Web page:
The Senate voted Wednesday to ban almost all federally financed abortions provided by the rapidly growing managed-care industry. The compromise measure was immediately attacked by abortion rights groups, who said it would jeopardize access to the procedure by the poor.
The provision, sponsored by Sen. John Ashcroft, R-Mo., was approved by voice vote with almost no debate after being worked out behind the scenes.
The House is expected to consider the measure later this week. In both chambers, the ban is part of a bill financing the Health and Human Services Department and other agencies for the fiscal year beginning Oct. 1.
The provision forbids states to use money from the federal-state Medicaid program to purchase managed-care packages that include abortion coverage. Exceptions would be allowed for pregnancies caused by rape or incest or when the woman’s life is in danger.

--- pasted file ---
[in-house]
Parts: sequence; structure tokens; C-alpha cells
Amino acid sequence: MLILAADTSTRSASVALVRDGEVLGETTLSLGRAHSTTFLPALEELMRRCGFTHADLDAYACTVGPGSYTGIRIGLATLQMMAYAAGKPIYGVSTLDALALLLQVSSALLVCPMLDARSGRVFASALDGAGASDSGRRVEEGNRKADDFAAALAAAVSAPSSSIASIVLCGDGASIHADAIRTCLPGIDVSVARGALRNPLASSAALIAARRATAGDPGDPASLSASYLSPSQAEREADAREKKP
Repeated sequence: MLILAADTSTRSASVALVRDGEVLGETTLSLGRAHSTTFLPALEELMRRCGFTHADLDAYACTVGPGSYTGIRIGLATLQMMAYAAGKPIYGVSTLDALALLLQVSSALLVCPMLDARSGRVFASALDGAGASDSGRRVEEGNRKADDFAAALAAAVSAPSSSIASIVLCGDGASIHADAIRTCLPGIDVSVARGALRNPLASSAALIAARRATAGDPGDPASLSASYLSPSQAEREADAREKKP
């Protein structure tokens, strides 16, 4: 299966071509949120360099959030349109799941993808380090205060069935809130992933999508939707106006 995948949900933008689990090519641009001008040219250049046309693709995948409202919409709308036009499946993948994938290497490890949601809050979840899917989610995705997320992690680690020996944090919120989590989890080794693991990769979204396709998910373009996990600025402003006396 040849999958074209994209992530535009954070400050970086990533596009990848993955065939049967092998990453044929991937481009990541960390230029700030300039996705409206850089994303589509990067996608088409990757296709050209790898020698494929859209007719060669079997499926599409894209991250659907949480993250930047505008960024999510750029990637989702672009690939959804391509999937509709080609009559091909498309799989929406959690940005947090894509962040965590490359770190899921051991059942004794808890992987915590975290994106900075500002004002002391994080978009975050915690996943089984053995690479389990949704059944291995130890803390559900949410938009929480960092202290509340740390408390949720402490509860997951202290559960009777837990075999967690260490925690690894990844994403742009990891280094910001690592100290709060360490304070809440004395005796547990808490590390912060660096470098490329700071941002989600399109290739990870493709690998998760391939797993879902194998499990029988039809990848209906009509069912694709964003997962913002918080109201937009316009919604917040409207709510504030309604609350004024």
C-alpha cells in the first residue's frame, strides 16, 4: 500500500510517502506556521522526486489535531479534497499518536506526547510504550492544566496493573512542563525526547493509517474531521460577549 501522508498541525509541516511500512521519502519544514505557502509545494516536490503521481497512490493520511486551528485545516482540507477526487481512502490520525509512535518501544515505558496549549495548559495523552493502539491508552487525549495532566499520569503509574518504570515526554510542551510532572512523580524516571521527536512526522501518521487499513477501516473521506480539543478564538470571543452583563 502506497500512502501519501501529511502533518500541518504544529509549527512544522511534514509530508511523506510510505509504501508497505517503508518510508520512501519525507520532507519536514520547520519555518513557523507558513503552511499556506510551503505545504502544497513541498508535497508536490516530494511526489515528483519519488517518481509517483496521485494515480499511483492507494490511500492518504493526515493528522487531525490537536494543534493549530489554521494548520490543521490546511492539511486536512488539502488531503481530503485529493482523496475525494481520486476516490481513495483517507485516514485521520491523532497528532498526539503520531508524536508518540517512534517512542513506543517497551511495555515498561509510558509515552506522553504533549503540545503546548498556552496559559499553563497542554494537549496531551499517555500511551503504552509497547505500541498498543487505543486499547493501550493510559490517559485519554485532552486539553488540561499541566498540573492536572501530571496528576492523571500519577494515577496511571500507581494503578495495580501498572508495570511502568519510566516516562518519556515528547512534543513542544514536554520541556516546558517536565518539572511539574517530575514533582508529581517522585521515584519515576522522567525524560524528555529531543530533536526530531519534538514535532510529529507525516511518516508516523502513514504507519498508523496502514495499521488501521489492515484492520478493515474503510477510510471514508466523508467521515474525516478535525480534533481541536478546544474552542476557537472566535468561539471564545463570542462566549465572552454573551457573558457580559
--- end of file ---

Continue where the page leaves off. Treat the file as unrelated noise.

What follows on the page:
With those same exceptions, Congress has prohibited most federally financed abortions for two decades. The Ashcroft provision for the first time spells out that the stricture applies to managed care, which states are using to cover 40 percent of low-income Americans under Medicaid.
“It is cheaper for an HMO for a person to have an abortion than if that person delivers a child,” Ashcroft said, referring to health maintenance organizations. “Therefore, there would be a profit incentive on behalf of the HMO to urge people to move toward abortions. I do not want that sort of potential to exist.”
Abortion rights advocates said the new language would make it harder for states to provide abortions for the poor by forcing officials to create separate bureaucracies for Medicaid.
“These new restrictions are dangerous and unnecessary,” Gloria Feldt, president of the Planned Parenthood Federation of America, said. “Today’s action takes those restrictions one step further by placing a new burden on states who use their own money to provide low-income women with needed abortion funding.”